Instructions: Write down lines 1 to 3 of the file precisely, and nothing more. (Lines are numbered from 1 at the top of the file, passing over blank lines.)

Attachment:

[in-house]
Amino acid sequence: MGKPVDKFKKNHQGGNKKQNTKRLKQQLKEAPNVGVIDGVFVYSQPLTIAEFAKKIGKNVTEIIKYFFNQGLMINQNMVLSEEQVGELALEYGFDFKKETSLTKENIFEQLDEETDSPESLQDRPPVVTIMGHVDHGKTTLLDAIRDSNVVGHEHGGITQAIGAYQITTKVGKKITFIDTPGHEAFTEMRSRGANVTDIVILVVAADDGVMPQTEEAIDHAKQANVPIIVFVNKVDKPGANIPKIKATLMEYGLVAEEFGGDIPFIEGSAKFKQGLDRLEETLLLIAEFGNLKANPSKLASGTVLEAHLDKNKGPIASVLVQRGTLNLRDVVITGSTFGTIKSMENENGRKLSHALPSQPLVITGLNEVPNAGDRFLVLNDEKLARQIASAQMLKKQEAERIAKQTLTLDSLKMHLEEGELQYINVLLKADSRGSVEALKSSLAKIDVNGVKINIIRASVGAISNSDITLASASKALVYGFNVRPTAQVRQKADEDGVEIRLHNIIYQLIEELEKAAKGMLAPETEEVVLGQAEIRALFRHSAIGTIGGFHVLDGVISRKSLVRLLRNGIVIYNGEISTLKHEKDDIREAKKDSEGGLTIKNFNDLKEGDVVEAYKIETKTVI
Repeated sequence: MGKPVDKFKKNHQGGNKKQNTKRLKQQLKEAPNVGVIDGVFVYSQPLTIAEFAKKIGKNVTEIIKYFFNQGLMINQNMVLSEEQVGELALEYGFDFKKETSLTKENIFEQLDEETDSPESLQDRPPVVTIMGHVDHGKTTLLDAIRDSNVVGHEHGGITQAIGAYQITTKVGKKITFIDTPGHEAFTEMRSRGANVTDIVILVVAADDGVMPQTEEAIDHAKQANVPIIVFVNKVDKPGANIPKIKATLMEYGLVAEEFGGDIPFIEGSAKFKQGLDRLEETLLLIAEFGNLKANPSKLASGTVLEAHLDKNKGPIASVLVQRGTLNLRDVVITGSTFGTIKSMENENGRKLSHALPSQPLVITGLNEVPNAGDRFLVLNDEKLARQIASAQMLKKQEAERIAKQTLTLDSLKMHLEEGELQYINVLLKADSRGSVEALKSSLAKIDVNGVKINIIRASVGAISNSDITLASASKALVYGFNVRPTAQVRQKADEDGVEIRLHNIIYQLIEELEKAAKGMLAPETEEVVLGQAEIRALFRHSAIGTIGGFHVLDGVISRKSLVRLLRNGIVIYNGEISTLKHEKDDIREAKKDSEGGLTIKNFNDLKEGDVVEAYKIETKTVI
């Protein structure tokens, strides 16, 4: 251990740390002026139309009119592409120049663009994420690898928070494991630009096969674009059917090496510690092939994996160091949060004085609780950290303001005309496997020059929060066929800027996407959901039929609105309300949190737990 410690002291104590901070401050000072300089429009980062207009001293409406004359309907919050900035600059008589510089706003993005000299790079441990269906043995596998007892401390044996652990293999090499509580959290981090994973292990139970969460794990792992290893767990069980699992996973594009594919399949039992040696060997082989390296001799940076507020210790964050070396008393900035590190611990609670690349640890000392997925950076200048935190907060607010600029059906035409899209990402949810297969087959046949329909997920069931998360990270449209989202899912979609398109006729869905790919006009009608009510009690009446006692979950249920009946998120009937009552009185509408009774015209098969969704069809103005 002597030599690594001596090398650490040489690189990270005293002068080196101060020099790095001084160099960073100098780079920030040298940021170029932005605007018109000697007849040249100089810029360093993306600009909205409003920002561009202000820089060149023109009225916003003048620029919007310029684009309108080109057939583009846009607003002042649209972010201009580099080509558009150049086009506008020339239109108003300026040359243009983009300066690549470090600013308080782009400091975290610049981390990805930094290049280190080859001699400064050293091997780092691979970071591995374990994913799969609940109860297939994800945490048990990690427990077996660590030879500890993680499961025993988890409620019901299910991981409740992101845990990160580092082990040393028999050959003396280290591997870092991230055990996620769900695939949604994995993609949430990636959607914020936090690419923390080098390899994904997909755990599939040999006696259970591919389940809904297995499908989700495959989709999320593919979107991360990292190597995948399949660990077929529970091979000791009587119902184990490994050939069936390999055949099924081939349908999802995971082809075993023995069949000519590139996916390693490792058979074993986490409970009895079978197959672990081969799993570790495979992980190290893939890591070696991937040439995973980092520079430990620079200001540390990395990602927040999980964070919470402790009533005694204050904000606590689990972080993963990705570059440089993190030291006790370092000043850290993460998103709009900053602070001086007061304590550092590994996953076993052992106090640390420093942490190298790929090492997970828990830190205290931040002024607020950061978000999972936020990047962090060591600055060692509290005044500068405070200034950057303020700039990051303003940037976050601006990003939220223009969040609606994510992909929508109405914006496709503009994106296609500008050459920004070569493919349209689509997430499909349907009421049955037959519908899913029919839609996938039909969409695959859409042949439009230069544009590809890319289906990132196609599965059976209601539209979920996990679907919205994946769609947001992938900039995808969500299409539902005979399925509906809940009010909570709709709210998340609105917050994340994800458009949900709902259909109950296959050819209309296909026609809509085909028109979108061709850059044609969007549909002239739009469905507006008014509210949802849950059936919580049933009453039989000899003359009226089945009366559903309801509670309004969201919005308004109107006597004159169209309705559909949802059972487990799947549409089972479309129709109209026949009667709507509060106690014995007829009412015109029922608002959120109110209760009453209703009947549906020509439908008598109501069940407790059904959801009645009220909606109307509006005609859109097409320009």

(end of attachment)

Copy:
[in-house]
Amino acid sequence: MGKPVDKFKKNHQGGNKKQNTKRLKQQLKEAPNVGVIDGVFVYSQPLTIAEFAKKIGKNVTEIIKYFFNQGLMINQNMVLSEEQVGELALEYGFDFKKETSLTKENIFEQLDEETDSPESLQDRPPVVTIMGHVDHGKTTLLDAIRDSNVVGHEHGGITQAIGAYQITTKVGKKITFIDTPGHEAFTEMRSRGANVTDIVILVVAADDGVMPQTEEAIDHAKQANVPIIVFVNKVDKPGANIPKIKATLMEYGLVAEEFGGDIPFIEGSAKFKQGLDRLEETLLLIAEFGNLKANPSKLASGTVLEAHLDKNKGPIASVLVQRGTLNLRDVVITGSTFGTIKSMENENGRKLSHALPSQPLVITGLNEVPNAGDRFLVLNDEKLARQIASAQMLKKQEAERIAKQTLTLDSLKMHLEEGELQYINVLLKADSRGSVEALKSSLAKIDVNGVKINIIRASVGAISNSDITLASASKALVYGFNVRPTAQVRQKADEDGVEIRLHNIIYQLIEELEKAAKGMLAPETEEVVLGQAEIRALFRHSAIGTIGGFHVLDGVISRKSLVRLLRNGIVIYNGEISTLKHEKDDIREAKKDSEGGLTIKNFNDLKEGDVVEAYKIETKTVI
Repeated sequence: MGKPVDKFKKNHQGGNKKQNTKRLKQQLKEAPNVGVIDGVFVYSQPLTIAEFAKKIGKNVTEIIKYFFNQGLMINQNMVLSEEQVGELALEYGFDFKKETSLTKENIFEQLDEETDSPESLQDRPPVVTIMGHVDHGKTTLLDAIRDSNVVGHEHGGITQAIGAYQITTKVGKKITFIDTPGHEAFTEMRSRGANVTDIVILVVAADDGVMPQTEEAIDHAKQANVPIIVFVNKVDKPGANIPKIKATLMEYGLVAEEFGGDIPFIEGSAKFKQGLDRLEETLLLIAEFGNLKANPSKLASGTVLEAHLDKNKGPIASVLVQRGTLNLRDVVITGSTFGTIKSMENENGRKLSHALPSQPLVITGLNEVPNAGDRFLVLNDEKLARQIASAQMLKKQEAERIAKQTLTLDSLKMHLEEGELQYINVLLKADSRGSVEALKSSLAKIDVNGVKINIIRASVGAISNSDITLASASKALVYGFNVRPTAQVRQKADEDGVEIRLHNIIYQLIEELEKAAKGMLAPETEEVVLGQAEIRALFRHSAIGTIGGFHVLDGVISRKSLVRLLRNGIVIYNGEISTLKHEKDDIREAKKDSEGGLTIKNFNDLKEGDVVEAYKIETKTVI